Wake-up Call: Workplace diversity is good for business

Published: 14 January 2020 By David Rock, Heidi Grant Halvorson

Wake-up Call: Workplace diversity is good for business

Studies show that non-homogenous teams are smarter and better for you company

 

Enriching your employee pool with representatives of different genders, races and nationalities is key for boosting your company’s joint intellectual potential

Enriching your employee pool with representatives of different genders, races and nationalities is key for boosting your company’s joint intellectual potential

Striving to increase workplace diversity is not an empty slogan, it is a good business decision. A 2015 McKinsey report on 366 public companies in the US found that those in the top quartile for ethnic and racial diversity in management were 35 per cent more likely to have financial returns above their industry mean. It also found that those in the top quartile for gender diversity were 15 per cent more likely to have returns above the industry mean.

In a global analysis of 2,400 companies conducted by Credit Suisse, organisations with at least one woman board member yielded higher return on equity and higher net income growth than those that did not have any women on the board.

In recent years a body of research has revealed another, more nuanced benefit of workplace diversity: non-homogenous teams are simply smarter. Working with people who are different from you may challenge your brain to overcome its stale ways of thinking and sharpen its performance.

Let’s examine why diverse teams are smarter.

– They focus more on facts: Having people from diverse backgrounds might actually alter the behaviour of a group’s social majority in ways that lead to improved and more accurate group thinking.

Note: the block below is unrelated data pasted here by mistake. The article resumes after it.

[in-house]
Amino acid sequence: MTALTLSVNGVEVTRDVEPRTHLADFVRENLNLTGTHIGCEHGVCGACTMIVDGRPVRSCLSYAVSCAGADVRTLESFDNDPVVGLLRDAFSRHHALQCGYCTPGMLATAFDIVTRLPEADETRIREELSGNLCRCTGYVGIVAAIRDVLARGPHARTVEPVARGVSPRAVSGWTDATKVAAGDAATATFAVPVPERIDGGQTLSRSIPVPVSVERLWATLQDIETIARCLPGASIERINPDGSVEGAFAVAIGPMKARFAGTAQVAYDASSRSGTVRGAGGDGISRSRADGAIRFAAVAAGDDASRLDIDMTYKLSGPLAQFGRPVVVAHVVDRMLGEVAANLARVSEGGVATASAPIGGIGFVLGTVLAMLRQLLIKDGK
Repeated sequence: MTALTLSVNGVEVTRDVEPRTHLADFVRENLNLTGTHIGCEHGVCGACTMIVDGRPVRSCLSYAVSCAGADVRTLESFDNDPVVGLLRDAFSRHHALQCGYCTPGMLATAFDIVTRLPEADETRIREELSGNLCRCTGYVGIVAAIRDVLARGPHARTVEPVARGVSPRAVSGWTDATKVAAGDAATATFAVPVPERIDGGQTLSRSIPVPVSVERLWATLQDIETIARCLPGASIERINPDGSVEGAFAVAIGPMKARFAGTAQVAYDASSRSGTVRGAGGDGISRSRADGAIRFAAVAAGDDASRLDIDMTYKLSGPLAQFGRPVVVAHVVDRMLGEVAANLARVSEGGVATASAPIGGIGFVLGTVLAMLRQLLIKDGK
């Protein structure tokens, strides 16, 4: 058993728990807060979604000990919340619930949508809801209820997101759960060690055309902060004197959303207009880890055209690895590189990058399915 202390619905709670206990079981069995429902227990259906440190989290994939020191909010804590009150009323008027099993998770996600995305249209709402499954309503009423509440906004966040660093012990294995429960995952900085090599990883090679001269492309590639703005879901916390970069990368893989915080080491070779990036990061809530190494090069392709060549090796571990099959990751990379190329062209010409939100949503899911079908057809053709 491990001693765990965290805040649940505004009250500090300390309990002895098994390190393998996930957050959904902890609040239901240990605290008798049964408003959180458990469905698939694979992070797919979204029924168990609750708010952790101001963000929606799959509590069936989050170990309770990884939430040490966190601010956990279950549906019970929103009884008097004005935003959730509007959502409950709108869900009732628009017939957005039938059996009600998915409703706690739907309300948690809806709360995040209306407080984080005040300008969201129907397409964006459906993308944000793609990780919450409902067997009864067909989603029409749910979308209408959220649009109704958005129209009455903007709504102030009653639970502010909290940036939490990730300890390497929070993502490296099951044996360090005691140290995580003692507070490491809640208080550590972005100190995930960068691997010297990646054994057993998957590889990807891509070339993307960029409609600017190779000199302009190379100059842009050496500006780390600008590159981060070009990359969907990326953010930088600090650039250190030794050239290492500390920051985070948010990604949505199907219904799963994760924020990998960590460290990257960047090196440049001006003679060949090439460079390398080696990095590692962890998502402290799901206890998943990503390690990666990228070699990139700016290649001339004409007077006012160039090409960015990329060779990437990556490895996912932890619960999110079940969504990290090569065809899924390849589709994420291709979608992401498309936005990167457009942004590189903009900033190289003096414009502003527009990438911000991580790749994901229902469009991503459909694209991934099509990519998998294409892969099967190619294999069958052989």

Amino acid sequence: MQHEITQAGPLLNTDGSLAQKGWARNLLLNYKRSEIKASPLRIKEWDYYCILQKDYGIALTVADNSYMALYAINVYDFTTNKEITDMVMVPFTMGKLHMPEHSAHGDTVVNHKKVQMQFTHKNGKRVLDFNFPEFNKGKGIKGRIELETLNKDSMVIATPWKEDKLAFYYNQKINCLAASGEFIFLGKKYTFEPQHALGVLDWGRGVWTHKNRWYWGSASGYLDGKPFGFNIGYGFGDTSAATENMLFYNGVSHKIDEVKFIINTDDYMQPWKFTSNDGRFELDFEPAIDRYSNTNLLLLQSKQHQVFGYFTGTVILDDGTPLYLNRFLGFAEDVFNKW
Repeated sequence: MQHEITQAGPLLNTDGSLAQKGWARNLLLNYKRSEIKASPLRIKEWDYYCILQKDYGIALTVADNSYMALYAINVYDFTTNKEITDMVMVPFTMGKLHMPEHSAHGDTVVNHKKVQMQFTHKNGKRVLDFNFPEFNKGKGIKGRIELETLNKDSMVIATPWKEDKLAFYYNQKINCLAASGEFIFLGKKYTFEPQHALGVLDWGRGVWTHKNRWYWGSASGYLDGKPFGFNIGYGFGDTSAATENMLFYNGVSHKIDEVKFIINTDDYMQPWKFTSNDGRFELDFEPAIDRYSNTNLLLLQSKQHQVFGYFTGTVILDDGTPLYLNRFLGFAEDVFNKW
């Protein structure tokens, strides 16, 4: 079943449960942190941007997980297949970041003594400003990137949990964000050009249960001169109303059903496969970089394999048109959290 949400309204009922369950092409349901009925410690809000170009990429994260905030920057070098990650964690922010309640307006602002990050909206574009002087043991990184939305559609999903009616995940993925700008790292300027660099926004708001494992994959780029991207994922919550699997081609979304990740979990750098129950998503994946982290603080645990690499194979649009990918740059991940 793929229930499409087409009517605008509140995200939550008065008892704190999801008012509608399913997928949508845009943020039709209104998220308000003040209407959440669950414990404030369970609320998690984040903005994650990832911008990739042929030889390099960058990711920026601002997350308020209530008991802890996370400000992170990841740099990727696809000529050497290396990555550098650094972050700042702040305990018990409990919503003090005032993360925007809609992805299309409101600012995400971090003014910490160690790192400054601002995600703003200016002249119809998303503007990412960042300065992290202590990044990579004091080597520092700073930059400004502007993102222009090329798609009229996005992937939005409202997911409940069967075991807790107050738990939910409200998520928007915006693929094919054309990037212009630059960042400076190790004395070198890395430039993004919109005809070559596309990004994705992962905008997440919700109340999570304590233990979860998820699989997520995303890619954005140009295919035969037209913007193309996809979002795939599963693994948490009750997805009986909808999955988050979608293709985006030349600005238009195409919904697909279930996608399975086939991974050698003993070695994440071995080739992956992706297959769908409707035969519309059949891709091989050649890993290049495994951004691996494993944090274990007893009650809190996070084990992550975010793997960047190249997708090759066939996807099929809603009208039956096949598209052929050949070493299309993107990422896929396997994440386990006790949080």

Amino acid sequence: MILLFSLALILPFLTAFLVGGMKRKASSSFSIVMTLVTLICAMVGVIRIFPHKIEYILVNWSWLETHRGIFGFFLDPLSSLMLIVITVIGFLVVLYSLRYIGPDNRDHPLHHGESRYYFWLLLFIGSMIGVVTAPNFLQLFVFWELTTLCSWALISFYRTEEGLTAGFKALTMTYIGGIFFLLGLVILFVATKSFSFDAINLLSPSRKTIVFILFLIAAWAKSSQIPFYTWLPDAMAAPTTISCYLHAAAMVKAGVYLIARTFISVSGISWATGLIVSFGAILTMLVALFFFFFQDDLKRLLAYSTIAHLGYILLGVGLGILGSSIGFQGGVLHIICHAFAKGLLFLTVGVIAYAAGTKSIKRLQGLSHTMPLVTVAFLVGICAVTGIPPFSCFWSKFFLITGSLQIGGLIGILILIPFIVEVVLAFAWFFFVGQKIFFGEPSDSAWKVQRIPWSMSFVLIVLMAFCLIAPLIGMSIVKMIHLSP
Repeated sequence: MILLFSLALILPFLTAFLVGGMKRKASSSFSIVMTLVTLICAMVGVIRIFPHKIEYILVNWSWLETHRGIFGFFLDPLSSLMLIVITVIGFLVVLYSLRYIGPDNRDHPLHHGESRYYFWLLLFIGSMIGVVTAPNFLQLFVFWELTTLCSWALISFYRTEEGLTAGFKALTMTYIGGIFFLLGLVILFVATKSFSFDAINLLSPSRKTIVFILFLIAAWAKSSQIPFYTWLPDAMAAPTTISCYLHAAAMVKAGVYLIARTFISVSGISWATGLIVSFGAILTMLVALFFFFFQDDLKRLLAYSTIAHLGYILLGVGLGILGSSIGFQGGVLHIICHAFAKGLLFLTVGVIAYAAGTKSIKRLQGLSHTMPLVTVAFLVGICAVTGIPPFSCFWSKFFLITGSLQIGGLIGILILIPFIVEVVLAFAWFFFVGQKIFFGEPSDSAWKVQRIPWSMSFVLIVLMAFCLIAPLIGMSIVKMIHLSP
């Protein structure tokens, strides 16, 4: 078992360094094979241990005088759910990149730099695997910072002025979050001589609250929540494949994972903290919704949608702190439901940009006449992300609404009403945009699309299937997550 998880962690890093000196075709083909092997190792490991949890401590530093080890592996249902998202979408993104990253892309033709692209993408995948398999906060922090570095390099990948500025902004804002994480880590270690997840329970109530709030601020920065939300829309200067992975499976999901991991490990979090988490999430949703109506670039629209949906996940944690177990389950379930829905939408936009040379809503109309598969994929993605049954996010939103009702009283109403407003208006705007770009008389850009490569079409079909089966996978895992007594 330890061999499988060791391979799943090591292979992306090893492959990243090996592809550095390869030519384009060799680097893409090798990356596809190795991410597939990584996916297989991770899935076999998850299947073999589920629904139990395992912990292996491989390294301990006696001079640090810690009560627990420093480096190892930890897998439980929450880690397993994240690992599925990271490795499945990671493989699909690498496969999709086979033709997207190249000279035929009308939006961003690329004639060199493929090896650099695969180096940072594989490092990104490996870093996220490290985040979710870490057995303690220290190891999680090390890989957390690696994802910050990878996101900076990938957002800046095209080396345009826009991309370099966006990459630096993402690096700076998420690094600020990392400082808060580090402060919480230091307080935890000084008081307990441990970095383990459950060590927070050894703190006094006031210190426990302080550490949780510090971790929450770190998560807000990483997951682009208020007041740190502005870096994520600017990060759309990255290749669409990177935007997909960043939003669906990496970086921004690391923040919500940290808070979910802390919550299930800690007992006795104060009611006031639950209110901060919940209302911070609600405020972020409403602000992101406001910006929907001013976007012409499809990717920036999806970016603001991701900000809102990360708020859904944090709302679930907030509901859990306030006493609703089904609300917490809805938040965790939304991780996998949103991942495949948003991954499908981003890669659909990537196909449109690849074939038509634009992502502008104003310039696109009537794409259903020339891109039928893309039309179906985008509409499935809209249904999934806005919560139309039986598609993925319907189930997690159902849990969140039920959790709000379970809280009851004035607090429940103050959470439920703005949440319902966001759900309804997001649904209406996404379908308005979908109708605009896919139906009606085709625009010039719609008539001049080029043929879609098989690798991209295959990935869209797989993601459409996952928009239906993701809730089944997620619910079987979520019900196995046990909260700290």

Diverse teams are more likely to constantly re-examine facts and remain objective. By breaking up workplace homogeneity, you can allow your employees to become more aware of their own potential biases – entrenched ways of thinking that can otherwise blind them to key information and even lead them to make errors in decision-making processes.

– They process those facts more carefully: Greater diversity may also change the way that entire teams digest information needed to make the best decisions. Scientists think that diverse teams may outperform homogenous ones in decision-making because they process information more carefully.

– They are more innovative: To stay competitive, businesses should always continue to innovate. One of the best ways to boost their capacity to transform themselves and their products may involve hiring more women and culturally diverse team members.

One study found that companies with more women were more likely to introduce radical innovations into the market over a two-year period. Another revealed that businesses run by culturally diverse leadership teams were more likely to develop new products than those with homogenous leadership.

In a nutshell, enriching your employee pool with representatives of different genders, races and nationalities is key for boosting your company’s joint intellectual potential.

Creating a more diverse workplace will help to keep your team members’ biases in check and make them question their assumptions.

At the same time, we need to make sure the organisation has inclusive practices so that everyone feels they can be heard. All of this can make your teams smarter and, ultimately, make your organisation more successful, whatever your goals.

– Copyright Harvard Business Review 2016

 

Previously published in The Irish Times.

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